Deckie’s guilty plea after yacht sex tryst
A YOUNG deckhand charged with negligence after drinking and having sex with the skipper of a luxury yacht which crashed and ran aground in the Gold Coast Broadwater has changed her plea to guilty.
Cheya Handley's decision came after a magistrate ruled that a damning interview in which she admitted to the acts could be used against her in court.
Southport Magistrates Court heard Handley - a Universal Studios stuntwoman and daughter of former Hollywood stuntman and martial arts champion Colin Handley - had sex with the married captain on the bow of the vessel Crystal Blue during a late night, booze-fuelled high-speed voyage from a charter in Brisbane where guests partied with topless waitresses in March last year.
Handley, 26, had pleaded not guilty in Southport Magistrates Court to two counts of risking the safety of a person or commercial vessel.
In a record of interview with Maritime Safety of Queensland inspector Steven Knowles, which was played to the court on Monday, Handley admitted to drinking and having sex with the skipper, Jeremy 'JJ' Piggott, 46, during the voyage from Brisbane to the Gold Coast.
The court heard the yacht was badly damaged when it hit a moored boat and a channel marker, ran aground and drifted in circles.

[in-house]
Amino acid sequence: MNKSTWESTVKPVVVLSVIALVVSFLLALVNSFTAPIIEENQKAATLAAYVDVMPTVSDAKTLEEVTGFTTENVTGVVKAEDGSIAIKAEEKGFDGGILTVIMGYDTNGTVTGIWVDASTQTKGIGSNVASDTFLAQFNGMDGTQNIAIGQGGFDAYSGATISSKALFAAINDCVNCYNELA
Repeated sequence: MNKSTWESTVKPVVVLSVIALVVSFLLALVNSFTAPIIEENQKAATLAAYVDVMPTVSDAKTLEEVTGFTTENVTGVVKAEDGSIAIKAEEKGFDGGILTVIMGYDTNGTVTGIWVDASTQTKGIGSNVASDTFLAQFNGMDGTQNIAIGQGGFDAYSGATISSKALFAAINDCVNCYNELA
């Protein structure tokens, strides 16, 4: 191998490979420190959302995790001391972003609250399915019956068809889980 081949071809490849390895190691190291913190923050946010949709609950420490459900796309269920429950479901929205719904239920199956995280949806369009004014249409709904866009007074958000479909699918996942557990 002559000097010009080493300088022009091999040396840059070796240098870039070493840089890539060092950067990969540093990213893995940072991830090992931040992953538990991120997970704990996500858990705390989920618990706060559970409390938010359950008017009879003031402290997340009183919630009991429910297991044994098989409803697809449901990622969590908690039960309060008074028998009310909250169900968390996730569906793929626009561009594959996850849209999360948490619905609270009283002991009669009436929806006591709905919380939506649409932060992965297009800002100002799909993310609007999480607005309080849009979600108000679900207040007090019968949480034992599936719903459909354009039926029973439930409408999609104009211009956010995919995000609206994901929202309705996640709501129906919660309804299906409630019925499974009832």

"I did the wrong thing drinking on the job," Handley said in the interview.
"I should have known better. I screwed up big-time."
Defence barrister David Funch argued that Handley was illegally induced into giving the interview, or that it was unfair, and sought to have it ruled as inadmissable.
But magistrate Andrew Sinclair today ruled that the interview was legally obtained and allowed it into evidence.
Handley then pleaded guilty and is now facing sentencing.
Prosecutor Jeff Hunter QC told the court that even though Handley was subordinate to Piggott , it should have been obvious to her that his actions were 'a disgraceful abrogation of his responsibilities'.
Piggott pleaded guilty to reckless conduct in August and was fined $4000.
Defence barrister David Funch told the court that Handley wanted to join the Australian Border Force and was 'terrified' at the prospect of a conviction.
He said the offence was a 'discreet' aberration lasting minutes, unlike Piggott's "eight-hour course of reckless conduct" .